But what happened in this election was, first and foremost, the CAQ were elected as a change vote. They actually spent a lot of the campaign downplaying their identity positions. So they didn’t win by going hard to the xenophobic, ultra-nationalist right. They actually won in the other direction, campaigning against the Liberal record of austerity, talking about you know increasing places in publicly subsidized daycare, things like this. And the other thing about the CAQ is that Francois Legault is not in any way an ideologue. He’s latched on to the issue of identity and the issue of restricting religious symbols as a way to win votes. He is first and foremost somebody that comes from the business community, somebody that’s been a member of most of the major parties in Quebec at one point or another in his life.

And so, what’s going to be really interesting to see going forward is, for instance, the promise to reduce immigration numbers. That goes directly in the face of what the business community wants. So Francois Legault is extraordinarily responsive to the interests and needs of the business community, and they’re going to be saying to him, “Wait a minute, you can’t reduce immigration levels, we have a shortage of workers here, we actually need higher immigration levels.” So it’s going to be interesting to see how that tension plays out, because he was taking advantage of, instrumentalizing I think, a small fraction of the population that are preoccupied with these issues of identity and immigration and religion. It’s not something that he believes in or that his party in particular cares about. His party is a far-right neoliberal business party, not an identitarian extremist party.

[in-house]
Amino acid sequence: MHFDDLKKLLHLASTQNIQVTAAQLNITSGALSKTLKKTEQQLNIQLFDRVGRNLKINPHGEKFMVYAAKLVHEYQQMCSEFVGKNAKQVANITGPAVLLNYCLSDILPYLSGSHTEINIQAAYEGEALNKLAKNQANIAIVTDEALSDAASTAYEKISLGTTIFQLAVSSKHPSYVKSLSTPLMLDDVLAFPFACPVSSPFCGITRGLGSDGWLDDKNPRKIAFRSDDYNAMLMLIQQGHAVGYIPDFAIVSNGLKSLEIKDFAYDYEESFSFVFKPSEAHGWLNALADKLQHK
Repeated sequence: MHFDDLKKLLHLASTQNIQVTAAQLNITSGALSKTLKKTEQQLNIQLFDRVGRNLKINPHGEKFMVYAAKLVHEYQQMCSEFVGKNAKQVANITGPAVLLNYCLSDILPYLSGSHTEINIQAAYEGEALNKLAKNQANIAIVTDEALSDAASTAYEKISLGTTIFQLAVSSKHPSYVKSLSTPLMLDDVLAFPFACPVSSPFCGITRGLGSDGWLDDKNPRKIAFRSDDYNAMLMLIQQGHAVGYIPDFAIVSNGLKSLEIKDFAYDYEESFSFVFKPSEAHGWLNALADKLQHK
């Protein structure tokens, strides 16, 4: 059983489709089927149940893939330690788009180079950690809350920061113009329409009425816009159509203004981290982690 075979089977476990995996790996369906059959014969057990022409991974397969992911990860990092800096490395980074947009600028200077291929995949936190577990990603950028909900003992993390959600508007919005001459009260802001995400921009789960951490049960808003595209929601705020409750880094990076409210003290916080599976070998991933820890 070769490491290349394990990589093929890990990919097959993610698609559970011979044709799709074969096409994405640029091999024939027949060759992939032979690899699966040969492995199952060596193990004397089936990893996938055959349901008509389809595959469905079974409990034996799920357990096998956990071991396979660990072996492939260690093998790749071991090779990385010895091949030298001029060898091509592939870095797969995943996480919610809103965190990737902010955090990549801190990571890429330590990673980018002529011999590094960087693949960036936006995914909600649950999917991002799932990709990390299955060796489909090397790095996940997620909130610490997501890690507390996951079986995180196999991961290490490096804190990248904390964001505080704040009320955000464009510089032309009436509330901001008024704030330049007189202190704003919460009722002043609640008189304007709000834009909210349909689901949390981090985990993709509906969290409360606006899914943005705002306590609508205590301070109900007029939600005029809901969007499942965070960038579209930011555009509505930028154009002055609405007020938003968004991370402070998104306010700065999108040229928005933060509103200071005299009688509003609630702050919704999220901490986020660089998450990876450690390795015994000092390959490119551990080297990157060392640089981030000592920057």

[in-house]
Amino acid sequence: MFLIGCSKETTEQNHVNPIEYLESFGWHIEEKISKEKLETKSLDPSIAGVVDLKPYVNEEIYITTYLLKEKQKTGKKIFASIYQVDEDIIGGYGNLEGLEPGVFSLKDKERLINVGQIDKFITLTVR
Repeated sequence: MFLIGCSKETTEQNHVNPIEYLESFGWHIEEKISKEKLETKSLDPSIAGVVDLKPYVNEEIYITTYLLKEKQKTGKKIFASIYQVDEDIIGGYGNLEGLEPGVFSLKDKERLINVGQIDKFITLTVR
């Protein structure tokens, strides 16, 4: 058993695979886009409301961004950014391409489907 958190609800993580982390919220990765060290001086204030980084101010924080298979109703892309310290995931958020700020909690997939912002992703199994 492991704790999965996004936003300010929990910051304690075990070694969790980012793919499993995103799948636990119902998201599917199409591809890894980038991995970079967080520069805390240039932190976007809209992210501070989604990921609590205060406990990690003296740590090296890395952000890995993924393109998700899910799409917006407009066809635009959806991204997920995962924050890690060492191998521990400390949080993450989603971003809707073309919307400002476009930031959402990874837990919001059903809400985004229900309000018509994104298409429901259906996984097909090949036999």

MARC STEINER: So just to be clear, I mean there are a couple of things here to parse out that you’ve just talked about. I mean, one seems to be there is a thread in these conservative movements though, whether it’s Canada or the United States or throughout the globe, especially Europe, where part of the argument here it is people being upset about their social things being taken away, though they’ll vote conservative instead of liberal or left, and in part because of people’s own xenophobic feelings about immigrants and people taking advantage of their world, and their world kind of falling apart around them. Because Canada in that way is not that much different than the United States. So that seems to be part of what’s in play here, and you also seemed to be describing governments in Quebec that were both fairly conservative, whether they’re Liberal Party or the Conservative Party, CAQ, right?

ETHAN COX: Yeah. We’ve gone from one conservative party to another conservative party. To answer your first question, yes, we have a significant urban-rural divide in Quebec. So what’s happened is that the majority of immigrants and People of Color, Muslims, what have you, settle in big cities. And so, there’s a very different attitude in big cities to in other parts of the province. In more rural parts of the province, people may have never met a Muslim in their life, and so their entire understanding of who and what immigrants are, of who and what Muslims are, is drawn from media that is sensationalist, that runs on a loop, footage of a couple of women wearing Niqabs in Montreal.

So you would be forgiven if you lived in the regions and watched Quebec’s most popular television channel for thinking that the streets of Montreal are overrun with women wearing niqabs, and it’s really just the same footage of a couple of people that gets played in a loop. So you have all of these pundits and all of these politicians who are stoking and then profiting from fear among people that don’t really have any interaction with immigrants at all.